Nel's New Day

February 2, 2013

Senate Engages in Rude Discourse

Filed under: Uncategorized — trp2011 @ 8:36 PM
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paul Mccain Yesterday I wrote about Sen. John McCain’s (R-AZ) rudeness to a past GOP senator when he raked Chuck Hagel over the coals during the Senate confirmation hearing for Secretary of Defense. It appears that Republican senators have declared open season on each other. On the Senate floor, an hour after the hearing, Sen. Rand Paul (R-KY) derided Mr. McCain’s opposition to his measure that would punish Egypt as “spurious and really, frankly, absurd.”

Other GOP senators adamantly refuse to support Hagel for the position, and yesterday Sens. John Cornyn and Ted Cruz, both from Texas, said that they weren’t ruling out a Texas procedural roadblocks to stop Mr. Hagel’s nomination. If they used a filibuster, it would be the first time in history that this “roadblock” would be used to block a cabinet appointee. I’m not fond of Hagel because of his past anti-LGBT and anti-abortion positions, but that should make him more desirable to Republicans. Even a Republican decorated Vietnam veteran isn’t far enough right for some of those in his party.

The virulent GOP opposition to one of their own follows a recent history of growing disregard for each other. In December, Bob Dole, the former majority leader, appeared on the Senate floor in a wheelchair to advocate for a disability treaty. After he was wheeled away, many of his GOP colleagues, including those who had previously praised the measure, voted against the measure. When Dole was in the Senate, he was to the right of the party; now he is considered far left.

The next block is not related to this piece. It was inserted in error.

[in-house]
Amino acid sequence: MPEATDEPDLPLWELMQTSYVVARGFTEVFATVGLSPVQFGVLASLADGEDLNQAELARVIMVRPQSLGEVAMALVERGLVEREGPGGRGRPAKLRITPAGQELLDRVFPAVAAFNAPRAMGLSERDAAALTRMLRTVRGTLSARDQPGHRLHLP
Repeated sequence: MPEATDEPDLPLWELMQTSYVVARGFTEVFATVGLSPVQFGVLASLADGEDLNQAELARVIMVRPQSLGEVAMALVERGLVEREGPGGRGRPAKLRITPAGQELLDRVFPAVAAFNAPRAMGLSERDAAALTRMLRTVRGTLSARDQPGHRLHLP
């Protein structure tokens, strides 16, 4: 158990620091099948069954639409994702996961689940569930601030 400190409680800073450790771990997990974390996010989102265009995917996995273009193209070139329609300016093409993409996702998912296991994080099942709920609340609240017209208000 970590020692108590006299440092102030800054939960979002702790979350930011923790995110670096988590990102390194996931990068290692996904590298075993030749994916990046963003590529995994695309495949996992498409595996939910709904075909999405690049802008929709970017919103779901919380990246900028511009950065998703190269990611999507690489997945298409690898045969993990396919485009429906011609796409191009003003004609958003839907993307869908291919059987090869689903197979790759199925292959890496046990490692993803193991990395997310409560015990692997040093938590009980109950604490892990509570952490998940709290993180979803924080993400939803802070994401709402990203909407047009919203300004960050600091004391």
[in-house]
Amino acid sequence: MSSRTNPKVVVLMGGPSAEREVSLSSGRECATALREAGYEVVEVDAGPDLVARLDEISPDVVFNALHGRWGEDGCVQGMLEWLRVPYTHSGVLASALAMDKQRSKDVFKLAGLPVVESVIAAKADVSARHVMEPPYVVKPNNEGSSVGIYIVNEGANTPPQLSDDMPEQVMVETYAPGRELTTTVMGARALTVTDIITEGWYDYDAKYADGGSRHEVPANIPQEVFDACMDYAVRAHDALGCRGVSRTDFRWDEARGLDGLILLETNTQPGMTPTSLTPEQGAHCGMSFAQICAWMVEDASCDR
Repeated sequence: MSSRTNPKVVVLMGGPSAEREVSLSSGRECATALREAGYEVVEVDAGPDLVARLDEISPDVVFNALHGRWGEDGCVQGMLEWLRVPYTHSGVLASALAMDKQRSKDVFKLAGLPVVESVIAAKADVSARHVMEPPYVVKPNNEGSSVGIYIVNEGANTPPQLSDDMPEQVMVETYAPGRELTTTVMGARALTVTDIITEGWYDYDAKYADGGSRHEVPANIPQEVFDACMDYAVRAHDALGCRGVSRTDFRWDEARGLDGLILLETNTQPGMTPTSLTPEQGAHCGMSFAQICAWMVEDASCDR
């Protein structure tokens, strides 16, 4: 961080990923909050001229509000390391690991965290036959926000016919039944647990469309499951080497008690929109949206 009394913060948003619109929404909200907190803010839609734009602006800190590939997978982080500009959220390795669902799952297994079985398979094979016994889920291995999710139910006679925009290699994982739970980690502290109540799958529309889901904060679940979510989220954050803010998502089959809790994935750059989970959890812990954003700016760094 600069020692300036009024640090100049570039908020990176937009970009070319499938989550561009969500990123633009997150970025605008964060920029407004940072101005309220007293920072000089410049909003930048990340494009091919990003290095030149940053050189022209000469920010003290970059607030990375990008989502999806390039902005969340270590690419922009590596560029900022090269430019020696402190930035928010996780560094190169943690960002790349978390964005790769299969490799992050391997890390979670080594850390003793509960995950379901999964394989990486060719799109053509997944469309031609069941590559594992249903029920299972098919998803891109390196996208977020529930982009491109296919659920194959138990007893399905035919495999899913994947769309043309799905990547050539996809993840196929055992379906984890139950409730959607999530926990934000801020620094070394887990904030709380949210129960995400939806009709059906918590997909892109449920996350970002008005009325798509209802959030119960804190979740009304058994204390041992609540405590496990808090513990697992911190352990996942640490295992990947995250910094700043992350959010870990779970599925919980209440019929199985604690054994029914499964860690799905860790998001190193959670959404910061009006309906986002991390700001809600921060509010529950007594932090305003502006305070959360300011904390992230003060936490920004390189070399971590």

Earlier this week, Sen. David Vitter (R-LA) referred on talk radio to Sen. Marco Rubio (R-FL) as “amazingly naïve” for his proposals to overhaul the nation’s immigration system. Somehow Vitter managed to get re-elected to Congress the last time after his phone number appeared in a client list of a Washington madam and he publicly apologized.

In The New York Times, Jennifer Steinhauer writes about the history of Senate relations. In the 1790s, Thomas Jefferson wrote the first rules manual for the Senate. Members were told not to refer to each other by name but instead say the “distinguished senator from state of X or Y” and address each another through the chairman rather than directly. Members are not supposed to question one another’s motives or criticize individual states. Before the advent of television, cutting words, such as one member calling another a “rancid tub of ignorance,” were removed from the Congressional Record.

Many newly-elected conservative senators have less regard for the old rules of jurisdictional courtesy and respect. Fear runs among the less radically conservative because of Tea Party opposition, especially those who are up for re-election in 2014 such as Cornyn. In the past, Minority Leader Mitch McConnell (R-KY) had a cordial relationship with Majority Leader Harry Reid (D-NV), but McConnell, with his own re-election looming, cannot any longer afford this friendship.